A five-story office building that will include a Chinese cultural center, is under construction at Van Ness and Wisconsin.
The Holladay Corp. is making plans to replace the Johnson Flower Center, long a community landmark at Wisconsin and Upton Street, with an office and retail complex.
The Washington Home For Incurables intends to tear down an existing 178-bed facility and build a new 189-bed, 140,000-square-foot facility on the southeast corner of Upton Street.
At McLean Gardens, 360 new apartments are under construction. Because they are city-financed, 20 percent of the units must be rented to low- and moderate-income families while the remainder will be rented on the private market.
Just above Georgetown, the American Investment and Management Co. is proposing an 80-unit condominium apartment building at 2141 Wisconsin Ave.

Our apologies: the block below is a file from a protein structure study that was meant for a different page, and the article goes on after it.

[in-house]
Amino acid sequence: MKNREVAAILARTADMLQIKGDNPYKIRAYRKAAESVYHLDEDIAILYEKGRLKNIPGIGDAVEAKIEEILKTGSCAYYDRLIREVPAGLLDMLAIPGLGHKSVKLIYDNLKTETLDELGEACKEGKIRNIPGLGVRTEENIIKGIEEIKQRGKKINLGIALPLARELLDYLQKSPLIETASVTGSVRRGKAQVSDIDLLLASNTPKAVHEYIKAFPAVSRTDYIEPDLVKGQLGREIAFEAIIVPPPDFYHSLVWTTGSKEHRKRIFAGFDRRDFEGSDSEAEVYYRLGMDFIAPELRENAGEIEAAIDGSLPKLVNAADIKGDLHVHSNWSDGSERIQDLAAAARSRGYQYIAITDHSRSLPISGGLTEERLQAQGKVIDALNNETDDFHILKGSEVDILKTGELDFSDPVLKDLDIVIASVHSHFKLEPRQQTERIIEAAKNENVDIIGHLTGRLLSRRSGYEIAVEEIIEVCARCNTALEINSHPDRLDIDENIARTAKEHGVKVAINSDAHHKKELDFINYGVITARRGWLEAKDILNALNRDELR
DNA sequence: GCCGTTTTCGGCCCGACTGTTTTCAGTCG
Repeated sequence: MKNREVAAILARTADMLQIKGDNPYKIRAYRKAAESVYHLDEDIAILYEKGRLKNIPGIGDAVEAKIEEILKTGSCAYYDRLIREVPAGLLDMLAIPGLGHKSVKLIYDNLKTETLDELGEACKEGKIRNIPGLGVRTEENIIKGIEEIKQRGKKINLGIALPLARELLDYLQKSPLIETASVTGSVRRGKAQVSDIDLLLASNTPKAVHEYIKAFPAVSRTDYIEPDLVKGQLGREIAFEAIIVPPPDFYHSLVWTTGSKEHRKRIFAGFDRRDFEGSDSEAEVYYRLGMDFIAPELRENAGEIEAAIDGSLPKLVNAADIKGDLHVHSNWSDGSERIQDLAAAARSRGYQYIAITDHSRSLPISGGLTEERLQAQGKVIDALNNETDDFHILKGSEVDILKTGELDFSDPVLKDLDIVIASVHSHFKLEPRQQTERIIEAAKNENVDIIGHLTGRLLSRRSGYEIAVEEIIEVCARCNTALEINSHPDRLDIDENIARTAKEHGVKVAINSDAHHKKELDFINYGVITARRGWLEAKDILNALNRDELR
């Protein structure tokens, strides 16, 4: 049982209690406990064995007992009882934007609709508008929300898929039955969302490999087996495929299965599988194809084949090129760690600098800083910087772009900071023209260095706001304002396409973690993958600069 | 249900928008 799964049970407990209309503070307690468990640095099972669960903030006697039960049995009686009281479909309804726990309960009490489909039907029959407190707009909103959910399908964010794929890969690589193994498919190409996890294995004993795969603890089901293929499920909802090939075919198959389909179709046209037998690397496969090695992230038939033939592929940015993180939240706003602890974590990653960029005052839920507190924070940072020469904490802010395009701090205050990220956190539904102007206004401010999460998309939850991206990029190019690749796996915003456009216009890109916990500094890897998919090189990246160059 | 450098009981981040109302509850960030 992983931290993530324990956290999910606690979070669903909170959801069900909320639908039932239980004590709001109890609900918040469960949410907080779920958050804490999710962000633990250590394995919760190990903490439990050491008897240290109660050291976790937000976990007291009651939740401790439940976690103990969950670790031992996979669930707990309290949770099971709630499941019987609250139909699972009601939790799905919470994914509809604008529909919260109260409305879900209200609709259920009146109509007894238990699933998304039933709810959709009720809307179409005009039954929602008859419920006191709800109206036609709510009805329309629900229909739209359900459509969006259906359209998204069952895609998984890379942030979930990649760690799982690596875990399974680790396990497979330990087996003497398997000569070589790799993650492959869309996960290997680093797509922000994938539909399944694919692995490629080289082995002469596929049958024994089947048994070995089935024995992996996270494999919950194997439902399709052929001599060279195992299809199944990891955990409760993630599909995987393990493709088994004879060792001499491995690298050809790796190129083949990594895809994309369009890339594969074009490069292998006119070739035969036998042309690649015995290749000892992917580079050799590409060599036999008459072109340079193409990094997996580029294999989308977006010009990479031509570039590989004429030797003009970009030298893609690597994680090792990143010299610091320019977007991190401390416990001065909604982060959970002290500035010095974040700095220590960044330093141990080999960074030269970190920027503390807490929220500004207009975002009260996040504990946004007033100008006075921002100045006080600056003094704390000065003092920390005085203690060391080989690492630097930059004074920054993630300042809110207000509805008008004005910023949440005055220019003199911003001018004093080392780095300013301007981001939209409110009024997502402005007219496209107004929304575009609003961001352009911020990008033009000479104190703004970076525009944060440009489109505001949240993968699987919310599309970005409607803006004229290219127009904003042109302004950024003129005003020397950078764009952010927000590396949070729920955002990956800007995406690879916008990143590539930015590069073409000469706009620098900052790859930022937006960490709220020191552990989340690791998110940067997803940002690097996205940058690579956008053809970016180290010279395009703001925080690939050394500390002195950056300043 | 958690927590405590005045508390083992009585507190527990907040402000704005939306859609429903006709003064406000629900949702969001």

Residents living near Wisconsin Avenue are concerned that the changing landscape will bring more traffic to their quiet streets and attract even more development.
Patricia Wamsley, an advisory neighborhood commissioner representing several of these neighborhoods including Cathedral Heights, Cleveland Park and McLean Gardens, said the new developments could "wall off communities with high-rise construction."
Matthew Watson, an attorney for the Friendship Heights ANC that is opposing the rezoning request at Wisconsin and Western, said, "These people aren't antidevelopment. They just feel that it should be done on a smaller scale. Commercial development has a tendency to spread into residential areas. It rarely moves the other way around."